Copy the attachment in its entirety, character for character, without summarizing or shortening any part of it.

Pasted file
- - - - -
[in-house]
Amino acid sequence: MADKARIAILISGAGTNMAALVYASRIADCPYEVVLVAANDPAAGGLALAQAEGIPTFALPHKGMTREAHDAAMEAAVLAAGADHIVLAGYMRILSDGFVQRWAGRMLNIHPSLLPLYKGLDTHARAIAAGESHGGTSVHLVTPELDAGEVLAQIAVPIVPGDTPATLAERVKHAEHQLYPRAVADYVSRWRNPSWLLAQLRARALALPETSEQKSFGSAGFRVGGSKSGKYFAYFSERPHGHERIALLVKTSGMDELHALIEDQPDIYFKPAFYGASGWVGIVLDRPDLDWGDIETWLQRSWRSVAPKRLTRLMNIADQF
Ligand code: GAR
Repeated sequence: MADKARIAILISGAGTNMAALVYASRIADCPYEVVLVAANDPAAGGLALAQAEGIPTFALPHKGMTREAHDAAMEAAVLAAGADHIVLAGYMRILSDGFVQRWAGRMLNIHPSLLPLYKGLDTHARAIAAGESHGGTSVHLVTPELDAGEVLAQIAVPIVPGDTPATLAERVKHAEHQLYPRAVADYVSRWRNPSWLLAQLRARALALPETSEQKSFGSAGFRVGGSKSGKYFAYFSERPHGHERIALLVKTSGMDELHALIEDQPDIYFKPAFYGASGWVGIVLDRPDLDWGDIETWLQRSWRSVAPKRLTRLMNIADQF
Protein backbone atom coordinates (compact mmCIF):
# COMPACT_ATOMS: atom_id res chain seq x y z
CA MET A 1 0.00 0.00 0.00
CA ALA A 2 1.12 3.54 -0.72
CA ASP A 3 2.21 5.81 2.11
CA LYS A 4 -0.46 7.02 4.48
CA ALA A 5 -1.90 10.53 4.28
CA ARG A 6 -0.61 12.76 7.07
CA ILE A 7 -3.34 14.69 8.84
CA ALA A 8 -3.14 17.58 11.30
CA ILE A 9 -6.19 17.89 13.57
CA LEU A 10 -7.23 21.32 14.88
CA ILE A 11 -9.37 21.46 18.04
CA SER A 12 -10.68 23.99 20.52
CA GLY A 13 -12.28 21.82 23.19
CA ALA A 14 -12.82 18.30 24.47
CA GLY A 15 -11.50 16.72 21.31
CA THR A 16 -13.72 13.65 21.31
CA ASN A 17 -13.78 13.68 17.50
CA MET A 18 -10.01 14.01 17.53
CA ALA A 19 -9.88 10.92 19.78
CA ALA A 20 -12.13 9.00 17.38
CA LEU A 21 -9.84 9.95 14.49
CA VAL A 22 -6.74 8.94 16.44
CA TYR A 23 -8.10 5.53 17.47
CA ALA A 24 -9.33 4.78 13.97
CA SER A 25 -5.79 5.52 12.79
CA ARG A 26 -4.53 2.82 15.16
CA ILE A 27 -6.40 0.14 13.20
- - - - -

[in-house]
Amino acid sequence: MADKARIAILISGAGTNMAALVYASRIADCPYEVVLVAANDPAAGGLALAQAEGIPTFALPHKGMTREAHDAAMEAAVLAAGADHIVLAGYMRILSDGFVQRWAGRMLNIHPSLLPLYKGLDTHARAIAAGESHGGTSVHLVTPELDAGEVLAQIAVPIVPGDTPATLAERVKHAEHQLYPRAVADYVSRWRNPSWLLAQLRARALALPETSEQKSFGSAGFRVGGSKSGKYFAYFSERPHGHERIALLVKTSGMDELHALIEDQPDIYFKPAFYGASGWVGIVLDRPDLDWGDIETWLQRSWRSVAPKRLTRLMNIADQF
Ligand code: GAR
Repeated sequence: MADKARIAILISGAGTNMAALVYASRIADCPYEVVLVAANDPAAGGLALAQAEGIPTFALPHKGMTREAHDAAMEAAVLAAGADHIVLAGYMRILSDGFVQRWAGRMLNIHPSLLPLYKGLDTHARAIAAGESHGGTSVHLVTPELDAGEVLAQIAVPIVPGDTPATLAERVKHAEHQLYPRAVADYVSRWRNPSWLLAQLRARALALPETSEQKSFGSAGFRVGGSKSGKYFAYFSERPHGHERIALLVKTSGMDELHALIEDQPDIYFKPAFYGASGWVGIVLDRPDLDWGDIETWLQRSWRSVAPKRLTRLMNIADQF
Protein backbone atom coordinates (compact mmCIF):
# COMPACT_ATOMS: atom_id res chain seq x y z
CA MET A 1 0.00 0.00 0.00
CA ALA A 2 1.12 3.54 -0.72
CA ASP A 3 2.21 5.81 2.11
CA LYS A 4 -0.46 7.02 4.48
CA ALA A 5 -1.90 10.53 4.28
CA ARG A 6 -0.61 12.76 7.07
CA ILE A 7 -3.34 14.69 8.84
CA ALA A 8 -3.14 17.58 11.30
CA ILE A 9 -6.19 17.89 13.57
CA LEU A 10 -7.23 21.32 14.88
CA ILE A 11 -9.37 21.46 18.04
CA SER A 12 -10.68 23.99 20.52
CA GLY A 13 -12.28 21.82 23.19
CA ALA A 14 -12.82 18.30 24.47
CA GLY A 15 -11.50 16.72 21.31
CA THR A 16 -13.72 13.65 21.31
CA ASN A 17 -13.78 13.68 17.50
CA MET A 18 -10.01 14.01 17.53
CA ALA A 19 -9.88 10.92 19.78
CA ALA A 20 -12.13 9.00 17.38
CA LEU A 21 -9.84 9.95 14.49
CA VAL A 22 -6.74 8.94 16.44
CA TYR A 23 -8.10 5.53 17.47
CA ALA A 24 -9.33 4.78 13.97
CA SER A 25 -5.79 5.52 12.79
CA ARG A 26 -4.53 2.82 15.16
CA ILE A 27 -6.40 0.14 13.20